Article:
U.S. natgas rig count slips to new 18-yr low

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UPDATE 1-U.S. natgas rig count slips to new 18-yr low-Baker Hughes 
13 minutes ago by Thomson Reuters 
* Gas-directed rig count hits lowest since June 1995 
* Horizontal rigs climbs for second straight week 
* Oil rig count up for sixth time in seven weeks 

NEW YORK, May 10 (Reuters) - The number of rigs drilling for 
natural gas in the United States fell this week for the third 
straight week, hitting its lowest level in nearly 18 years as 
producers continued to pull back from dry gas drilling. 
The gas-directed rig count slid by four this week to 350, 
its lowest since June 1995, when the count stood at 340, data 
from Houston-based Baker Hughes showed on Friday. 
Producers have mostly been curbing dry-gas drilling in favor 
of more profitable oil and liquids-rich plays such as Eagle Ford 
in Texas and Marcellus in Appalachia. 
But the 40 percent run-up in spot gas prices since 
mid-February to a 21-month high of $4.444 per million British 
thermal units just last week, had stirred concerns that gas 
output, still flowing at or near record highs, could increase in 
coming weeks. Prices have since slipped to the $3.90s. 

The oil-focused rig count rose for the sixth time in seven 
weeks, climbing by nine to an eight-month high of 1,412, Baker 
Hughes data showed. The oil count is up 40 rigs, or 2.9 percent, 
from the same week last year. 
Baker Hughes also reported that horizontal rigs, the type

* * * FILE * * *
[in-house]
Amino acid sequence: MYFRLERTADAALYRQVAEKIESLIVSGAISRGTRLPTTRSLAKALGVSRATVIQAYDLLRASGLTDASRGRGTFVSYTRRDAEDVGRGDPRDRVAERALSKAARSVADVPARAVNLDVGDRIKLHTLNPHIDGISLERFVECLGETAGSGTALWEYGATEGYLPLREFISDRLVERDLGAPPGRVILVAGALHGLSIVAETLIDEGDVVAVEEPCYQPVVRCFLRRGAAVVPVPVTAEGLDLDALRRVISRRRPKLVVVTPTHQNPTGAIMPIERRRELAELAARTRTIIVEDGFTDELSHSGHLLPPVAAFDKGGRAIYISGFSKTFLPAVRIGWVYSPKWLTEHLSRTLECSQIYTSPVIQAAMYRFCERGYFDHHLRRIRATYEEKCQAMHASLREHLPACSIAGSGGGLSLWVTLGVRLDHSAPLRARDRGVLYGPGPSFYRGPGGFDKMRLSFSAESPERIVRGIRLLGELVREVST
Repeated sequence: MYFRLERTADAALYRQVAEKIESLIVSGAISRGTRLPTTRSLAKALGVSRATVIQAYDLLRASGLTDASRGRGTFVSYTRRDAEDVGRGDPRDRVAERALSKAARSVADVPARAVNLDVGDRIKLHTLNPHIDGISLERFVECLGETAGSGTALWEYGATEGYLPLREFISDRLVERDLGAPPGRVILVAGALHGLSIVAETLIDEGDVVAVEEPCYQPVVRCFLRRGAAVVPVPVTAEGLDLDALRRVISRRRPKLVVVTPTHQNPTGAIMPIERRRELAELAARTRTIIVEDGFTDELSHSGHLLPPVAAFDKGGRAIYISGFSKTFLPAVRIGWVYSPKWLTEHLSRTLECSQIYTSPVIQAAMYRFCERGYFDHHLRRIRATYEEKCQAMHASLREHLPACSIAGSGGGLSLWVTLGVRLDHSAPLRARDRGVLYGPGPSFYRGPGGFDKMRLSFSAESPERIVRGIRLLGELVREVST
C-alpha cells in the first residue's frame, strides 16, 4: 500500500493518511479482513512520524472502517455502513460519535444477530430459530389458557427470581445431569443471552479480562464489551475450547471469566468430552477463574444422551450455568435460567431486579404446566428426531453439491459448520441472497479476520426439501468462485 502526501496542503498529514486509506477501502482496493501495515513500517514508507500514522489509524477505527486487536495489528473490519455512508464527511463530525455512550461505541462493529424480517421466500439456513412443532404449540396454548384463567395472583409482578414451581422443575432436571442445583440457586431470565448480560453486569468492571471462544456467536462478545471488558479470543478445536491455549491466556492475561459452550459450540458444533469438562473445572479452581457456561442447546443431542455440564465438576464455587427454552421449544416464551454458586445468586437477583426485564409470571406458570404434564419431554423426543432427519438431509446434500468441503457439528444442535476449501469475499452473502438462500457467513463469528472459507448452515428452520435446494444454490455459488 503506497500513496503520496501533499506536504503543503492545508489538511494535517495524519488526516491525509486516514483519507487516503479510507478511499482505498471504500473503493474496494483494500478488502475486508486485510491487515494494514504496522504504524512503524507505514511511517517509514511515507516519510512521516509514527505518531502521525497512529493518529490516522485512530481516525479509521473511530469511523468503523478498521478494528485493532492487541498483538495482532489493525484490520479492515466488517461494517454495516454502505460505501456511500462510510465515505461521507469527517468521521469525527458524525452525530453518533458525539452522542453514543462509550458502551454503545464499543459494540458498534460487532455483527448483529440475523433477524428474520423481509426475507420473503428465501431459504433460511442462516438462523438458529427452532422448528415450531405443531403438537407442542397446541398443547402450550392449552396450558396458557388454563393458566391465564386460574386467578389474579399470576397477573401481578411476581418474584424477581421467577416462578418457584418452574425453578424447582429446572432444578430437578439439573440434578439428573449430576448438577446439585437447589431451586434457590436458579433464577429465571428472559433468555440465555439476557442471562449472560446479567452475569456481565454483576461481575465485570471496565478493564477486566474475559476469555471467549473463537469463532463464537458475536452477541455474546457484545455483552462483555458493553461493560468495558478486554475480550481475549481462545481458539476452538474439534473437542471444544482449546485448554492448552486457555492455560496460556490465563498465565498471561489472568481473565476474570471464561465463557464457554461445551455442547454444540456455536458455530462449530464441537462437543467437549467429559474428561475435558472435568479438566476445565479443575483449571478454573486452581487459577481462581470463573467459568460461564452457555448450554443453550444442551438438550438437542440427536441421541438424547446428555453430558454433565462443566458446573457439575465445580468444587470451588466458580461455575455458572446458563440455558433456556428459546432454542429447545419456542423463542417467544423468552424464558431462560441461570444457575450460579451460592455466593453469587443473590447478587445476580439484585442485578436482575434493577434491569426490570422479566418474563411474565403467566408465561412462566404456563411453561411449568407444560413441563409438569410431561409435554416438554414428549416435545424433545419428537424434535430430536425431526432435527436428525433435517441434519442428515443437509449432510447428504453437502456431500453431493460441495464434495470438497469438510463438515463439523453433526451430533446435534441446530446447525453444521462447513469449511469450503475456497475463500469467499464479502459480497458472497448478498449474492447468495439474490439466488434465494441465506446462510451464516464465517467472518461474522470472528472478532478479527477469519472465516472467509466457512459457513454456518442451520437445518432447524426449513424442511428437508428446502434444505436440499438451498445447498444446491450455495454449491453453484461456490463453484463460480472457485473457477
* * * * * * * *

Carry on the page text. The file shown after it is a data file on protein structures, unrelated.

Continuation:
often used to extract oil or gas from shale, gained seven this 
week to 1,099. The horizontal count is still down 7.9 percent 
from the record high of 1,193 set last May. 
Drilling for natural gas has mostly been in decline for the 
last 18 months. The count is down about 63 percent since peaking 
in 2011 at 936, but so far production has not slowed much, if at 
all, from the record high hit last year. 
The associated gas produced from more profitable shale oil 
and shale gas liquids wells has kept dry gas flowing at a brisk 
On Tuesday, the U.S. Energy Information Administration 
raised its estimate for domestic natural gas production in 2013, 
expecting output this year to be up about 1 percent from last 
year. If realized, it would be the third straight year of record 
Gas futures prices, which were down about 5.8 cents in the 
$3.925 area just before the Baker Hughes data was released, were 
little changed from that level after the report.